“You unionists think that we’re too wee, too poor and too stupid.” That is the stereotypical retort from the SNP to anyone who accuses them of economic illiteracy. It is deliberately aimed at stirring up the grudge and grievance syndrome which nationalists use to traduce those who oppose independence. For the SNP’s leader at Westminster, Ian Blackford, it is a constant refrain. He usually couples it with a remark about the economic success of other small countries like Ireland and Denmark, emphasizing how prosperous an independent Scotland could be once we rejoined the EU. 

Blackford, Sturgeon and other SNP spokespersons deliberately fail to remind Scottish voters that to join the EU and the Eurozone, a country must meet stringent economic convergence criteria, not least of which is to have a deficit of less than 3%.  Scotland’s current deficit is 8.4%, by far the highest in Europe. Scotland would also have to launch its own currency and set up its own Central Bank, which would take years to attain credibility in international markets and would cost around £60 billion. With the collapse in oil revenues and the biggest recession we’ve ever faced looming because of Covid-19, it is a mystery where the SNP has planted its money tree! An independent Scotland would have to cut the public sector to the bone, slashing thousands of jobs. They would have to impose eye-watering levels of taxation. 

But the harsh economic facts are anathema to the SNP. The truth must never be allowed to get in the way of their separatist spin. They have to convince people that Scotland is hard done by. The English stole our oil. They have short-changed us during the coronavirus pandemic. The £3.2 billion poured into Scotland to cover grants, loans and furlough payments wasn’t enough. If only we were independent and had our own borrowing powers, we could have done better. But who would have lent an independent Scotland the money? Only the security and international standing of the Bank of England as the lender of last resort has enabled the Exchequer to borrow the finance affordably and share it across the UK.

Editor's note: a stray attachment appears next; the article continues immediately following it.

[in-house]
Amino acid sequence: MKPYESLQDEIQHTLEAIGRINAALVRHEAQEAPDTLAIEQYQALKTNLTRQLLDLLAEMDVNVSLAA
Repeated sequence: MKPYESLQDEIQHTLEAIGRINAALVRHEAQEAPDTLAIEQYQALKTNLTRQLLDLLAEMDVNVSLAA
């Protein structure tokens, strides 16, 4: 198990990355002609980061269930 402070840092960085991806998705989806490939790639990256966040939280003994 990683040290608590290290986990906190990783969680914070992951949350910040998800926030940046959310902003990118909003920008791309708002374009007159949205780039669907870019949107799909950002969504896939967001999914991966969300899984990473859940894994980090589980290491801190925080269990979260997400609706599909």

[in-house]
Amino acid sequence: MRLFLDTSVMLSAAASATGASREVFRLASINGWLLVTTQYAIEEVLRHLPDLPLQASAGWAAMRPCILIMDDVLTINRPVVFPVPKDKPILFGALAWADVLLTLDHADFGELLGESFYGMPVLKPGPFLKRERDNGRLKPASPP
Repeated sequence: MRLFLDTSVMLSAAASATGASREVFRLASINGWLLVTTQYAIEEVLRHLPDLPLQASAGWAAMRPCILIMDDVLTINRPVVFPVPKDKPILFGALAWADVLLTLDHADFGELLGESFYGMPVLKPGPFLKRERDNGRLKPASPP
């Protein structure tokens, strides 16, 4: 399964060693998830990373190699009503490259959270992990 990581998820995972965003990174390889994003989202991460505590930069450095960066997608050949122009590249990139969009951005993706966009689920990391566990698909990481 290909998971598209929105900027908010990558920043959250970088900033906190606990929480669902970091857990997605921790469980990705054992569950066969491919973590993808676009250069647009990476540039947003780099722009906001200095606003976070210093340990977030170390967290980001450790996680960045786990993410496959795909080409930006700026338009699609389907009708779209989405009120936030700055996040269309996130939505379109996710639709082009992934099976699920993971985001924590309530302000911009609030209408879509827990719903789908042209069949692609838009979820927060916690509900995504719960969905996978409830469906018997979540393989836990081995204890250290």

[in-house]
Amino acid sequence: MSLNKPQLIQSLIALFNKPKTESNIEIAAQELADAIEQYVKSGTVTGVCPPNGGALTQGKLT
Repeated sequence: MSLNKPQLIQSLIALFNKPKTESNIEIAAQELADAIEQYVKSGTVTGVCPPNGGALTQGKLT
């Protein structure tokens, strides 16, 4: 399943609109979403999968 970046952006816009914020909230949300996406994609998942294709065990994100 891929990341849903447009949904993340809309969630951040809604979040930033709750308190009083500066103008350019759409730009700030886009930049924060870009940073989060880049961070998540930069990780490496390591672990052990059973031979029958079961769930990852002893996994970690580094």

Scotland does 63% of its trade with England and the rest of the UK. We live in a single market, where we share the same language, the same history and the same values. We can move freely and work in any part of the United Kingdom. For more than three centuries we have enjoyed these benefits. In the early 80s, thanks largely to North Sea oil, we were net contributors to the UK budget, triggering wails of anguish from the SNP, about Scotland’s oil. But for years now we have been net benefactors from the UK Treasury, with fiscal transfers from the Exchequer benefiting Scots by almost £2,000 per person more than in England. Much of that financial support comes from the prosperous South East of England.London has 27% of the UK population, but accounts for 40% of UK economic activity! Londoners hardly bat an eyelid at the distribution of their taxes to all parts of the UK and in particular to Scotland. Yet the SNP has built a narrative of resentment against London. They constantly complain that London’s prosperity has been gained at Scotland’s expense. Nothing could be further from the truth. There are millions of Scots working in London and their taxes, together with the taxes of all Londoners, account for our higher than average fiscal transfer via the Barnet formula.